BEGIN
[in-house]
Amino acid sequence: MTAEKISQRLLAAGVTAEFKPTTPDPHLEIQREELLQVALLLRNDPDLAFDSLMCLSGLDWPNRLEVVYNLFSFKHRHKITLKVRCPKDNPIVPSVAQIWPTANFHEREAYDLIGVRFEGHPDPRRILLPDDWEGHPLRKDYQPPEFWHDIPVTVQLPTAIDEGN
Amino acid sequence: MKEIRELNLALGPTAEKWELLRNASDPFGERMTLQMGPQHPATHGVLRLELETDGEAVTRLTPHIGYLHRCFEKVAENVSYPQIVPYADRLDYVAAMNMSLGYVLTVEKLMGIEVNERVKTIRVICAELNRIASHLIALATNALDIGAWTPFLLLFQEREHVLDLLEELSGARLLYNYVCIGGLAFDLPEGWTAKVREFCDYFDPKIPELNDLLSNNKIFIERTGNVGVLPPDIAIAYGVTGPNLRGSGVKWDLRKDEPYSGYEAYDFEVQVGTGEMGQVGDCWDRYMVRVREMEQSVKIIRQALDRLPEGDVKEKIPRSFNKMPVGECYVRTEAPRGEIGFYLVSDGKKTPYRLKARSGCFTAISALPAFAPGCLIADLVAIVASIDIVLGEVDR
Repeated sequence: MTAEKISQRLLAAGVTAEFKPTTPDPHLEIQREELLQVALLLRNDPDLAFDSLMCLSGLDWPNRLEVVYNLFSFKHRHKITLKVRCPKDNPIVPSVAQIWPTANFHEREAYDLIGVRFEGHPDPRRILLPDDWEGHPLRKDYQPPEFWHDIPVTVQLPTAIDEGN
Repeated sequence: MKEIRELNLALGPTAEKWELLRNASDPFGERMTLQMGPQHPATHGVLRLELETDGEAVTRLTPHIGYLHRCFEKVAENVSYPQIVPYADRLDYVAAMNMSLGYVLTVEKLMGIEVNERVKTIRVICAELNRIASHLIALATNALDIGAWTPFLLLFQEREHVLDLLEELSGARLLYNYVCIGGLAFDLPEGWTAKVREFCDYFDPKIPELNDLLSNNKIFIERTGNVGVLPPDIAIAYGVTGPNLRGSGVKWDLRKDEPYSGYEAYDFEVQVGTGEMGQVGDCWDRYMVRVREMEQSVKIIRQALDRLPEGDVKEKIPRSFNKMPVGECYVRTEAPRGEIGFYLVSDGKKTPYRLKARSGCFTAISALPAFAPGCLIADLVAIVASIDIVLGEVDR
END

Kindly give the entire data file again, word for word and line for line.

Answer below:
[in-house]
Amino acid sequence: MTAEKISQRLLAAGVTAEFKPTTPDPHLEIQREELLQVALLLRNDPDLAFDSLMCLSGLDWPNRLEVVYNLFSFKHRHKITLKVRCPKDNPIVPSVAQIWPTANFHEREAYDLIGVRFEGHPDPRRILLPDDWEGHPLRKDYQPPEFWHDIPVTVQLPTAIDEGN
Amino acid sequence: MKEIRELNLALGPTAEKWELLRNASDPFGERMTLQMGPQHPATHGVLRLELETDGEAVTRLTPHIGYLHRCFEKVAENVSYPQIVPYADRLDYVAAMNMSLGYVLTVEKLMGIEVNERVKTIRVICAELNRIASHLIALATNALDIGAWTPFLLLFQEREHVLDLLEELSGARLLYNYVCIGGLAFDLPEGWTAKVREFCDYFDPKIPELNDLLSNNKIFIERTGNVGVLPPDIAIAYGVTGPNLRGSGVKWDLRKDEPYSGYEAYDFEVQVGTGEMGQVGDCWDRYMVRVREMEQSVKIIRQALDRLPEGDVKEKIPRSFNKMPVGECYVRTEAPRGEIGFYLVSDGKKTPYRLKARSGCFTAISALPAFAPGCLIADLVAIVASIDIVLGEVDR
Repeated sequence: MTAEKISQRLLAAGVTAEFKPTTPDPHLEIQREELLQVALLLRNDPDLAFDSLMCLSGLDWPNRLEVVYNLFSFKHRHKITLKVRCPKDNPIVPSVAQIWPTANFHEREAYDLIGVRFEGHPDPRRILLPDDWEGHPLRKDYQPPEFWHDIPVTVQLPTAIDEGN
Repeated sequence: MKEIRELNLALGPTAEKWELLRNASDPFGERMTLQMGPQHPATHGVLRLELETDGEAVTRLTPHIGYLHRCFEKVAENVSYPQIVPYADRLDYVAAMNMSLGYVLTVEKLMGIEVNERVKTIRVICAELNRIASHLIALATNALDIGAWTPFLLLFQEREHVLDLLEELSGARLLYNYVCIGGLAFDLPEGWTAKVREFCDYFDPKIPELNDLLSNNKIFIERTGNVGVLPPDIAIAYGVTGPNLRGSGVKWDLRKDEPYSGYEAYDFEVQVGTGEMGQVGDCWDRYMVRVREMEQSVKIIRQALDRLPEGDVKEKIPRSFNKMPVGECYVRTEAPRGEIGFYLVSDGKKTPYRLKARSGCFTAISALPAFAPGCLIADLVAIVASIDIVLGEVDR